Our supply/demand indicators continue to show increasing demand for U.S. stocks. By way of reminder, we use these measures to determine the overall direction of trends for U.S. stocks, international stocks, bonds and a few smaller sectors. The long-term indicator is built using multiple metrics to gauge the overall demand for stocks while the “indicator value” helps us to visualize daily changes in direction and strength. The current indicator for U.S. equities at 68.15 is up from 44 in December 2018. We confirm the demand trends by looking at multiple time frames as well as looking at individual asset classes and sectors within the U.S. market. If one of the indicators were to change to a negative position, our investment committee would commence an evaluation of portfolio risk to determine if a reduction in risk were warranted.

Interest rates moved nominally higher last week with concern over the trade deal between the U.S. and China. The increase in rates was subdued as economic news was released showing the lowest unemployment rate in the U.S. for more than 50 years.5 The U.S. 10-year Treasury remains roughly 1% lower than one year ago. Despite the relatively low rates currently, many foreign investors continue to find the U.S. bond market appealing as comparable rates in Europe and Japan are still negative. Notably, 30-year fixed mortgages remain below 4% and should continue to provide incentive for home purchase and refinance activity.

Source: J.P. Morgan Asset Management, Weekly Market Recap, 12/9/19

 

The current bull market remains intact and is quite impressive by length of cycle as well as overall percentage return. This bull market is the second longest in history following the cycle that went from 1987 until 2000.6 We often wonder why many investors are less confident in this current market cycle. There are many reports showing investor optimism remains subdued and confidence levels are very low. Some analysts point to the barrage of negative headlines we face daily or a dysfunctional government that always wants to point fingers at each other. We also believe that the current generation of investors remain skeptical due to the experience of two nasty market declines greater than 50% over the last 20 years. Regardless, the markets continue to march along generating very impressive returns for those investors with a well-planned risk management strategy.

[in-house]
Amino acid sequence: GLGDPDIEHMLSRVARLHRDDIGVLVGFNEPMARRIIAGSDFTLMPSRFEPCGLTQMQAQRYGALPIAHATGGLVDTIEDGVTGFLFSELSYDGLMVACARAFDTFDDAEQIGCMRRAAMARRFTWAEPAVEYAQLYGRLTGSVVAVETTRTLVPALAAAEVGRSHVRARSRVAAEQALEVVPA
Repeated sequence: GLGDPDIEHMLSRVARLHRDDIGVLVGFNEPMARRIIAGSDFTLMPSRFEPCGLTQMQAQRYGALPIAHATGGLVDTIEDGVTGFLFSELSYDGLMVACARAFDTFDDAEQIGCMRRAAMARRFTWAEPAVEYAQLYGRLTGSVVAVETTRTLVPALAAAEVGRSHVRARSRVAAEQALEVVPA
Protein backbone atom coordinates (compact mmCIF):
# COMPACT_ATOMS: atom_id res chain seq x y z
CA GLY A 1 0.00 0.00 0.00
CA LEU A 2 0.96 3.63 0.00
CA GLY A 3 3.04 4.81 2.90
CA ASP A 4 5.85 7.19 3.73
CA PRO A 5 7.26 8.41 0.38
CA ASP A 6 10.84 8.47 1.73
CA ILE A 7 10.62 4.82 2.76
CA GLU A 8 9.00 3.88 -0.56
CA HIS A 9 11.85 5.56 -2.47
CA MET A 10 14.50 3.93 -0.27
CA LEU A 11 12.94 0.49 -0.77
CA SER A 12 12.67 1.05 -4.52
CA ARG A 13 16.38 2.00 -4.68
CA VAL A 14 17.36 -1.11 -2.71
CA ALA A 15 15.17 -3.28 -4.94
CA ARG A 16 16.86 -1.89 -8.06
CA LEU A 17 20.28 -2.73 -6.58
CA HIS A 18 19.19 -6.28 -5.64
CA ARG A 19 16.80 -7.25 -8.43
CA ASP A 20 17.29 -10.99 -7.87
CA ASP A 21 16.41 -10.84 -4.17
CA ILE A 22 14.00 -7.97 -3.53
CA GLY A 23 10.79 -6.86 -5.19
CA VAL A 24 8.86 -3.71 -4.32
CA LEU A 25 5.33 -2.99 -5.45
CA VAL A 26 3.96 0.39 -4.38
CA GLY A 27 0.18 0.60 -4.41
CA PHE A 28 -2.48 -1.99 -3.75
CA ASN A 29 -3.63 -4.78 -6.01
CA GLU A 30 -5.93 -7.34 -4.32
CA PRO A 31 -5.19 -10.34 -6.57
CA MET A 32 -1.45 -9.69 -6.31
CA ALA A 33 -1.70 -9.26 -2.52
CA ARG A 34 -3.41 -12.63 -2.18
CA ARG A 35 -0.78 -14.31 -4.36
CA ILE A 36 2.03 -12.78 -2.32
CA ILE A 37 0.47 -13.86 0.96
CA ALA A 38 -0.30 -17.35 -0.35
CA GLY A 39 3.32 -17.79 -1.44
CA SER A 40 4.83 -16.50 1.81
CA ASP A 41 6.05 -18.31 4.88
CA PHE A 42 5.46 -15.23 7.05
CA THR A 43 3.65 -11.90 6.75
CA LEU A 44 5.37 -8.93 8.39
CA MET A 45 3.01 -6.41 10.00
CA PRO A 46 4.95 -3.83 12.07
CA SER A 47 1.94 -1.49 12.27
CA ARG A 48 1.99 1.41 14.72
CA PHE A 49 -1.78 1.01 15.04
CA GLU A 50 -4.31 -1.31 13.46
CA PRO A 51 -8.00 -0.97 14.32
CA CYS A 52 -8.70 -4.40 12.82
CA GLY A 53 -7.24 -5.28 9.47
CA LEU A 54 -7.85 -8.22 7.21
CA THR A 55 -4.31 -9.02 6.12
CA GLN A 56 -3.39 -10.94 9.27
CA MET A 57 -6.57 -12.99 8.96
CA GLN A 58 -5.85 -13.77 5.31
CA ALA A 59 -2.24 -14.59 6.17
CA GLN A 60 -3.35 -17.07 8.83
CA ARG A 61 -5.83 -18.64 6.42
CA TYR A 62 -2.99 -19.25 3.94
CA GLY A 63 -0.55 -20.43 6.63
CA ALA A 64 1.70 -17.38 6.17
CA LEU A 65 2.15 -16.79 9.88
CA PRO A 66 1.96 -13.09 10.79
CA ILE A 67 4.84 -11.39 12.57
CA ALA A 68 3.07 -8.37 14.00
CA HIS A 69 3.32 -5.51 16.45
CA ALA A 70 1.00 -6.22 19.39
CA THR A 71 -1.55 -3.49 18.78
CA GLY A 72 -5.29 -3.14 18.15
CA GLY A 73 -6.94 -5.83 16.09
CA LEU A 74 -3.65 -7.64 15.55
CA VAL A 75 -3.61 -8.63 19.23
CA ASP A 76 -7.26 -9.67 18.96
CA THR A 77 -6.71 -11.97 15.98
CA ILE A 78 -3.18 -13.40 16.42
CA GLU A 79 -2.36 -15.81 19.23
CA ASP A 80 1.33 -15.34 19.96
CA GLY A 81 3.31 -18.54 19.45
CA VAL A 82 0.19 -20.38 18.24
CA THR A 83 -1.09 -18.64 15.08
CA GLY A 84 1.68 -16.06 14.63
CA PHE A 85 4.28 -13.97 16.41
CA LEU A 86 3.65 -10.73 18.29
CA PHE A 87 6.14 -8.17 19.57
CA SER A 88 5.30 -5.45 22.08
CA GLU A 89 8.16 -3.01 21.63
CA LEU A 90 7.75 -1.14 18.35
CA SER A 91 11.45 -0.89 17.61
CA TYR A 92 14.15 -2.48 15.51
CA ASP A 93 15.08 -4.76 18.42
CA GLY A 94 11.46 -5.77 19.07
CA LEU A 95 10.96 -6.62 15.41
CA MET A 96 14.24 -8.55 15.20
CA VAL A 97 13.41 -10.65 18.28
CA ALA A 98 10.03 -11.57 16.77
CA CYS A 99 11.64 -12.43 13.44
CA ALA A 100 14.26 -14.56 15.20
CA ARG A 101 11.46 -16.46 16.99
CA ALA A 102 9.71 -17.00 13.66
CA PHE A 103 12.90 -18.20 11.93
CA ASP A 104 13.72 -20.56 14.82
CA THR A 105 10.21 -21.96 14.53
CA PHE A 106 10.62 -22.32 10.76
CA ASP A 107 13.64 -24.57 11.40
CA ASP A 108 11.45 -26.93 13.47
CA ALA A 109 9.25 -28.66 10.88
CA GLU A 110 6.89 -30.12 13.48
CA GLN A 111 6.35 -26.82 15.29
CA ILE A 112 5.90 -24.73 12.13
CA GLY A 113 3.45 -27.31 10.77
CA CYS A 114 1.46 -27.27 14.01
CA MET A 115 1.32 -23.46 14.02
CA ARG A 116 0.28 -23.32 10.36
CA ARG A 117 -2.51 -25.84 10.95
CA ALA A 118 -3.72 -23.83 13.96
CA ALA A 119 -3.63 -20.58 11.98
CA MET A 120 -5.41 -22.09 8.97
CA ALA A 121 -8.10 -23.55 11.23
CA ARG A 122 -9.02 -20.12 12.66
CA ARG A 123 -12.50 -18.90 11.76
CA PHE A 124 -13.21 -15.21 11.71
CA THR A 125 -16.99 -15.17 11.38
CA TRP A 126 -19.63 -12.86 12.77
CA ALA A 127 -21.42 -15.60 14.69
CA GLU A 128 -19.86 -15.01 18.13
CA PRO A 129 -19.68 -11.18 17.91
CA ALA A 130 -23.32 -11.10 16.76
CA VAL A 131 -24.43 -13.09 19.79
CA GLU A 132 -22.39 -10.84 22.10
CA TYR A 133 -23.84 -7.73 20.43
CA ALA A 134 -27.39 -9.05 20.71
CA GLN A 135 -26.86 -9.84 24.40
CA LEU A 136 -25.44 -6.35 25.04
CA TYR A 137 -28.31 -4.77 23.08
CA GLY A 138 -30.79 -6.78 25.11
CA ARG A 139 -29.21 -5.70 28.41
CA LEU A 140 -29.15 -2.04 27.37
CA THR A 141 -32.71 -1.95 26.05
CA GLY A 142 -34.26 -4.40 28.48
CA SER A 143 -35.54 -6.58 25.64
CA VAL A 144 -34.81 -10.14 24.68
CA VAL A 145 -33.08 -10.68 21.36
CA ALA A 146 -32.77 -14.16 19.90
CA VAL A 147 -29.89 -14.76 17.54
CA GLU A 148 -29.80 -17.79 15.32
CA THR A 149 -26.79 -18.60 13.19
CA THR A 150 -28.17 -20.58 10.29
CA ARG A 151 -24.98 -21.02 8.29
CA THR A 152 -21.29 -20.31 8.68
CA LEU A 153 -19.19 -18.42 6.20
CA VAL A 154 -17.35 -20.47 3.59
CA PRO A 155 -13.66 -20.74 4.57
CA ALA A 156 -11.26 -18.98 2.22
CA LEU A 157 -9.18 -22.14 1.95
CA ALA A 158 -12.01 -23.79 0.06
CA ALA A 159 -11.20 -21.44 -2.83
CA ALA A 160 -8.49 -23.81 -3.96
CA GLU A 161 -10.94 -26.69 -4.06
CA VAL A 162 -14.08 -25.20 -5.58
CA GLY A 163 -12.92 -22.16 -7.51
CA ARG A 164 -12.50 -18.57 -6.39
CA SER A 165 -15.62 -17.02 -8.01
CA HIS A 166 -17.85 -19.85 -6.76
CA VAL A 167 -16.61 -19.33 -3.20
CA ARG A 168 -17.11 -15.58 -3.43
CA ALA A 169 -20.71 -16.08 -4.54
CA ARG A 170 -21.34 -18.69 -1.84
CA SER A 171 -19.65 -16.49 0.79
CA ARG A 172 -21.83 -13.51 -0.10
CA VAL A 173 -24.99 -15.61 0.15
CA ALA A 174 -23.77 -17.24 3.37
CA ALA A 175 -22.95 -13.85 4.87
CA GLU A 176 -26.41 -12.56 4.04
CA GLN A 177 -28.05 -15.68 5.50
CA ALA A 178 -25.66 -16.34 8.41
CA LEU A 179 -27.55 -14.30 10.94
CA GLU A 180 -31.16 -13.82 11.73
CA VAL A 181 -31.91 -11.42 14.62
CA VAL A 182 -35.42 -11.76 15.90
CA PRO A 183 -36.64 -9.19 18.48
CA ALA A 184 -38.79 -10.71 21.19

Source; Bespoke Investment Group, The Bespoke Report 2020, December 6, 2019

 

There are a few things to monitor closely in the markets this week. The first is the last meeting of the year for the Federal Reserve Board. The meeting is scheduled to close on Wednesday and Fed chairman Powell is expected to announce the results after lunch. Most analysts anticipate no change in interest rate policy from the Fed but there is always an opportunity for comments that could affect markets.

 

We also expect to hear news about the December 15th deadline for new tariffs to go into effect on Chinese goods. The rumors have been active about an extension for that deadline as the market anticipates a Phase One trade deal between the two countries. This will be a headline to watch as the market is expecting good news on trade. Separately, it appears that the U.S. congress and the President have struck an agreement on the trade deal with Mexico and Canada.

 

If you’d like to schedule a time to discuss your portfolio or the markets in detail, please feel free to call our office at (281) 616-5935 or send an e-mail to cameron.malott@engravewealth.com. We welcome the opportunity to sit down with you and learn more about your situation so we can help you optimize your portfolio to meet your financial goals for years to come.

Engrave Wealth Partners Investment Committee

Bill Day, CFP®, CIMA

Taylor Parker, CFP®

Greg Parker


Footnotes:

1. J.P. Morgan Asset Management, Weekly Market Recap, 12/9/19
2. Bespoke Investment Group, The Bespoke Report, 12/6/19
3. Bespoke Investment Group, The Bespoke Report, 12/6/19
4. Bespoke Investment Group, The Bespoke Report, 12/6/19
5. Bespoke Investment Group, The Bespoke Report, 12/6/19
6. Bespoke Investment Group, The Bespoke Report, 12/6/19